Stocks Parallel

The study from MIT and Harvard shows that government attempts to improve the quality of markets may have multiple consequences, especially when they affect incentives for middlemen such as market makers or banks. While the system for reporting trades in real time provided a stronger anchor for prices, firms traded less as a result, the study found.

Parallels may exist in equities a decade ago when the U.S. ruled that stocks should trade in increments of pennies instead of fractions of a dollar. As spreads narrowed, profits dropped for market makers. The number of firms that facilitate trading on the floor of the New York Stock Exchange has declined to six designated market makers, as the firms are now known, from dozens of so-called specialists in prior decades.

The authors said investors may benefit from tighter bond pricing because of Trace, though the effect on transaction costs may not be in their favor.

“One consequence is that it may change the relative bargaining positions of investors and dealers, allowing investors to obtain fairer prices at the expense of dealers,” according to the report. “The reduction of price dispersion likely benefits customers and possibly, but not necessarily, dealers.”

Reducing Noise

The report also contended that less trading may hurt investors if, instead of reducing “noise” from the market, the reduction slows how quickly new information alters prices.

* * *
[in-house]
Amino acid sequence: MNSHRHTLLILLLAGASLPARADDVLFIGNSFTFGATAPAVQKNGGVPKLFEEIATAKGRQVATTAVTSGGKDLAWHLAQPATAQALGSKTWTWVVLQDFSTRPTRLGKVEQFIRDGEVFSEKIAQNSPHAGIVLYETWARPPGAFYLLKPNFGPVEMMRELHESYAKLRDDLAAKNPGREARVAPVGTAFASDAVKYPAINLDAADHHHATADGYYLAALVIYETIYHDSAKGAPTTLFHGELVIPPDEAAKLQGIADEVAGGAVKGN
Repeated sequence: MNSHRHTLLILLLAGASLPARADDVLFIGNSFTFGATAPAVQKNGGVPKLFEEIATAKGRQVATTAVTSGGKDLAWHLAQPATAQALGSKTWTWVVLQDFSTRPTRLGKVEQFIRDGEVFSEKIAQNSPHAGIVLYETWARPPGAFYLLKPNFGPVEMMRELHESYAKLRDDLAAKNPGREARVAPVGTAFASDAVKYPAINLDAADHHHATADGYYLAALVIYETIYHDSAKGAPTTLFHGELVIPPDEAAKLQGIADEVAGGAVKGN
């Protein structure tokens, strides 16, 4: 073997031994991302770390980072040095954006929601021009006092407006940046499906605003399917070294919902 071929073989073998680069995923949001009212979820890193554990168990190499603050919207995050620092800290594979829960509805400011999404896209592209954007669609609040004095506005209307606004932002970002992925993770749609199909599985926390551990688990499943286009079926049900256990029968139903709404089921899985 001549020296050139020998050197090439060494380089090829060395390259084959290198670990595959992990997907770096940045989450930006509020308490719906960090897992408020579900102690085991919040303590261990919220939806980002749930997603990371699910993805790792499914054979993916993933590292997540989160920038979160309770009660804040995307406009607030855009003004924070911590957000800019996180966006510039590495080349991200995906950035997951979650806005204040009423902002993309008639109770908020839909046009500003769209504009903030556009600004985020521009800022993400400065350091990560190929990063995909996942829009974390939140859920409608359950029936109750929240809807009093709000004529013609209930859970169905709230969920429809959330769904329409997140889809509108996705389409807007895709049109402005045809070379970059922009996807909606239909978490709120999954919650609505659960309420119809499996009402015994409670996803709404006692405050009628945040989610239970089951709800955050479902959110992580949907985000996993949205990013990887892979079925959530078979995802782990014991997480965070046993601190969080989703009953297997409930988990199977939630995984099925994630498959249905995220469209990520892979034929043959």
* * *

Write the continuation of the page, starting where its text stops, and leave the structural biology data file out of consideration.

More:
Also, “if the decrease in trading activity is the result of dealers’ unwillingness to hold inventory, transparency will have caused a reduction in the range of investing opportunities,” they said. “That is, even if a decline in price dispersion reflects a decrease in transaction costs, the concomitant decrease in trading activity could reflect an increased cost of transacting due to the inability to complete trades.”

Applying the same transparency standards to different parts of the same market isn’t always good for investors, the authors wrote.

Weighing Benefits

“The implicit assumption underlying the proposed Trace extensions and the use of Trace as a template for regulations such as Dodd-Frank is that transparency is universally beneficial,” they said. “The expansion of Trace-inspired regulations, such as those for 144a bonds, asset- and mortgage-backed securities, and the swap market, may have adverse consequences on trading activity and may not, on net, be beneficial.”

That may be because different segments of the same market react differently by public price reporting, they said. “Our results provide empirical support for the view that not every segment of each security market should be subject to the same degree of mandated transparency.”

Greenwich’s McPartland said it’s difficult to draw comparisons between the effects of increased transparency in bond and swaps markets because of their many differences, such as there being no retail investors in the swaps market, the requirement for most swaps to trade publicly and the clearing and margin requirements for swaps that don’t apply to bonds.

To contact the reporter on this story: Matthew Leising in New York at mleising@bloomberg.net

To contact the editor responsible for this story: Nick Baker at nbaker7@bloomberg.net